A new curcumin extract now being marketed under the brand name Curcumin BDM30 was developed with high levels of one particular curcuminoid: bisdemethoxycurcumin (BDMC). Due to its high BDMC content, Curcumin BDM30 is said to target inflammation differently from regular curcumin extracts.
The Rhema Group (Ogden, UT) partnered with Biologic Pharmamedical Research (Vancouver, BC, Canada) to roll out the ingredient. At the SupplySide West trade show, the company explained why this new curcumin discovery is so exciting.
According to Rhema’s chief science officer, Franco Cavaleri, BSc, PhDc, who is also the principal research scientist at Biologic Pharmamedical, Curcumin BDM30’s high BDMC content enables it to inhibit the activity of the nuclear MSK1 protein, which is a “facilitative kinase protein central to the inflammatory process, specifically NF-kB transactivation.” Cavaleri said that according to his research, the regular curcumin extract itself, cannot inhibit this regulatory kinase, MSK1 while BDMC does with significance.
Standard curcumin extracts are typically lower in BDMC, he said. “This new, pointed pharmacological research on curcumin reveals that although BDMC exists in extremely low concentrations in standardized curcumin extracts—between 0.5% to 1.5%—it can play a key role in therapy if it is raised to 30%.”
“Regular curcumin extract does not inhibit or downregulate in any way MSK1 because curcumin III (BDMC) levels are too low,” Cavaleri told Nutritional Outlook. “Specifically, BDMC targets and neutralizes a key protein in the nucleus of the cell that serves as a switch to turn on the transcription (production of genes) of inflammatory cytokines (proteins). Regular curcumin does not turn off this switch (MSK1) but rather only slows down the transition or movement of another element (NF-kB) that produces the inflammatory cytokines—and even so, it slows this element down only slightly.”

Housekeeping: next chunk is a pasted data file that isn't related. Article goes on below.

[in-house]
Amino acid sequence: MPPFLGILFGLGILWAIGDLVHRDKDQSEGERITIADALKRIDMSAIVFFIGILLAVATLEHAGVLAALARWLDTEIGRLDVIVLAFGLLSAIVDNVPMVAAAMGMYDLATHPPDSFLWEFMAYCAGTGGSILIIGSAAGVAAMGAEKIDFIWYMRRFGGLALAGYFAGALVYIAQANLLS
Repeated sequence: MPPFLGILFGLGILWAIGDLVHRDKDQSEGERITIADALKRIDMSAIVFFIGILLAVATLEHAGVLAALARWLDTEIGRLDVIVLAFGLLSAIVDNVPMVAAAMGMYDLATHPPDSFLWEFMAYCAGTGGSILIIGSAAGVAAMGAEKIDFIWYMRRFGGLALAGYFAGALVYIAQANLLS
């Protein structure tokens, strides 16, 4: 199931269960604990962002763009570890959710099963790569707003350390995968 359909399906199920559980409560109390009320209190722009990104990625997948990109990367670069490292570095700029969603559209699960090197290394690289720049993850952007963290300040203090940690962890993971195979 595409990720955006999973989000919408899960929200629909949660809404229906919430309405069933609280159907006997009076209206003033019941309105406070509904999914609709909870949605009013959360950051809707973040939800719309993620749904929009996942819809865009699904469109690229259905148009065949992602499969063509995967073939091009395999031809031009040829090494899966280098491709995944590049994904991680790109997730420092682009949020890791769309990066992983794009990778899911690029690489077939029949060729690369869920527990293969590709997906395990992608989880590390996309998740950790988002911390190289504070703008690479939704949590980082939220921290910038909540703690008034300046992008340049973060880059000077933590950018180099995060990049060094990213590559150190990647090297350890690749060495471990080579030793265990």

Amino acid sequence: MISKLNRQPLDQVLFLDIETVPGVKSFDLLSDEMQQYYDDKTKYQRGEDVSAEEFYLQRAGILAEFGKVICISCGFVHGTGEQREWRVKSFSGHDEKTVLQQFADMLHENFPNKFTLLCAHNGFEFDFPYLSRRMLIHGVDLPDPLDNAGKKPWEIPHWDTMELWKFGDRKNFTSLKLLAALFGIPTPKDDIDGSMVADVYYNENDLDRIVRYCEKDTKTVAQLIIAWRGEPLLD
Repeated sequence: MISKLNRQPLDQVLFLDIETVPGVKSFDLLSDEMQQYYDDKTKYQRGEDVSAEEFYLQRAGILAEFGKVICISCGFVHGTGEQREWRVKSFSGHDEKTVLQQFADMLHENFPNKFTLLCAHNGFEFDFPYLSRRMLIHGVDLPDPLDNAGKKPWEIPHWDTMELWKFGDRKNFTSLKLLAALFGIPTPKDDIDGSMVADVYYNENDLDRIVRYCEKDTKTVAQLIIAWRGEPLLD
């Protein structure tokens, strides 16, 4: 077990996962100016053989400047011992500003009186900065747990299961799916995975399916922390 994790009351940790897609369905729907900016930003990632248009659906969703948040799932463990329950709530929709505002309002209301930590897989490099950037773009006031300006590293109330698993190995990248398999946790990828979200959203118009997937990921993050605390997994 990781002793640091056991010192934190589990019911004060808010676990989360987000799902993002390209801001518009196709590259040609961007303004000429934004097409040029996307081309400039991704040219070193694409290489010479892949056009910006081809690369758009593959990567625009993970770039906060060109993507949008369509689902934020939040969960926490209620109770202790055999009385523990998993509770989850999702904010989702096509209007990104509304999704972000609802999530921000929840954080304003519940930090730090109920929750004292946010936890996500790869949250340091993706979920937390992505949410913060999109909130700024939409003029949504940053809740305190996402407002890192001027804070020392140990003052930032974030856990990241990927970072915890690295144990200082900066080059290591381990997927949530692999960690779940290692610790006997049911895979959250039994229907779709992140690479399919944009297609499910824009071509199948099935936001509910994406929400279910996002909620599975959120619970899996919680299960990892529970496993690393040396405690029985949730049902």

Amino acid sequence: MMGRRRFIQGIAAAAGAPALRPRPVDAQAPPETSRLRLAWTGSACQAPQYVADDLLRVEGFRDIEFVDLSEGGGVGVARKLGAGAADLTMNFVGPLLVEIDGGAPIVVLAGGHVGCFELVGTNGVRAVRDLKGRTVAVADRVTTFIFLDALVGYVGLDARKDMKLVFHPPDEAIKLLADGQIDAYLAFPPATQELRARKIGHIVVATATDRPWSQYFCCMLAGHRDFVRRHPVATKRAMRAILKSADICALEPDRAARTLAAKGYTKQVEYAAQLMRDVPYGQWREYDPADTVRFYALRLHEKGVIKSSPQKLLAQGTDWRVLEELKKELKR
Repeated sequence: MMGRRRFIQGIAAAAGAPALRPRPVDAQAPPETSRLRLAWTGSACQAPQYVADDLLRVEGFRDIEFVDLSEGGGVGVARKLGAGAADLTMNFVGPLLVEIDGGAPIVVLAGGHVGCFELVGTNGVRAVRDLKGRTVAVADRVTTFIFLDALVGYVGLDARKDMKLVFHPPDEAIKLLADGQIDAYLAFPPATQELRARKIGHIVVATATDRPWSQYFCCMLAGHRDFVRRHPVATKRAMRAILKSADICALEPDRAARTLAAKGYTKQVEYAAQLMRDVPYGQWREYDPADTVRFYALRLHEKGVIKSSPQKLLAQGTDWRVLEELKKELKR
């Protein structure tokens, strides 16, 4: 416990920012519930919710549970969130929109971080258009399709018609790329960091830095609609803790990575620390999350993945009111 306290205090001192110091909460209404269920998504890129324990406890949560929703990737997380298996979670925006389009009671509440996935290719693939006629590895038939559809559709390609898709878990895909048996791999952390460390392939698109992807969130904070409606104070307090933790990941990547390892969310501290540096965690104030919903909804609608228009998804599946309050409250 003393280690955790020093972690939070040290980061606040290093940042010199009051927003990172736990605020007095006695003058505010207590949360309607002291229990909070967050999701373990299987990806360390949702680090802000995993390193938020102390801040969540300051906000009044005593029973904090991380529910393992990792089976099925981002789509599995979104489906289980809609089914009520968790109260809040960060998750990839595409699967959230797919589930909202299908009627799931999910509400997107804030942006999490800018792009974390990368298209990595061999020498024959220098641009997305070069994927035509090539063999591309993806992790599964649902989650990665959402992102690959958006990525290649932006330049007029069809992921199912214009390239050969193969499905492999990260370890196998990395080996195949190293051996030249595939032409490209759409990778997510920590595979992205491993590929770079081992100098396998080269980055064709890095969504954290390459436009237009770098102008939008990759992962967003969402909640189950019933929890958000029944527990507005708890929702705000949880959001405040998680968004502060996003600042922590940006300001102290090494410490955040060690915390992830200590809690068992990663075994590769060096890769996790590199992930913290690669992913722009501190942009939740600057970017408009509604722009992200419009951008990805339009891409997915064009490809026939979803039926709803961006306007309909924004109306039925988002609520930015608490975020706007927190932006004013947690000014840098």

According to Cavaleri, it is this “switch,” or the ability to “turn off” the activity of MSK1, that makes Curcumin BDM30 unique. It also demonstrates the ability of curcumin to “target specific genomic acivity.” For instance, Cavaleri said, curcumin formulations may be able to now target specific proteins, such as MSK1, that are “overactive” in certain diseases, such as drug-resistance cancers and autoimmune diseases.
“Curcumin BDM30 inhibits…NF-kB transcription factor as effectively as regular curcumin does,” he said. “But BDM30 also provides the means to turn off the switch (MSK1) that is responsible for turning on NF-kB when it gets to the DNA (gene promoter) to activate (or transactivate) these inflammation generating genes.” The proteins produced from these genes, for example, are key inflammatory cytokines like IL-1, IL-2, IL-6, TNF alpha, and COX.
“This discovery is significant because it means curcumin pharmacology can now be more precisely targeted for therapeutic results,” Cavaleri said. In fact, the companies say that the work they are doing to develop “new evidence-based” curcumin drug and supplement ingredients “is expected to change how curcumin is prescribed in the future to help improve lives.”
Still, Cavaleri added, “more research will be needed to determine how this activity can be applied to treat a range of indications.” But it’s safe to say that already the two companies believe their new ingredient is highly promising.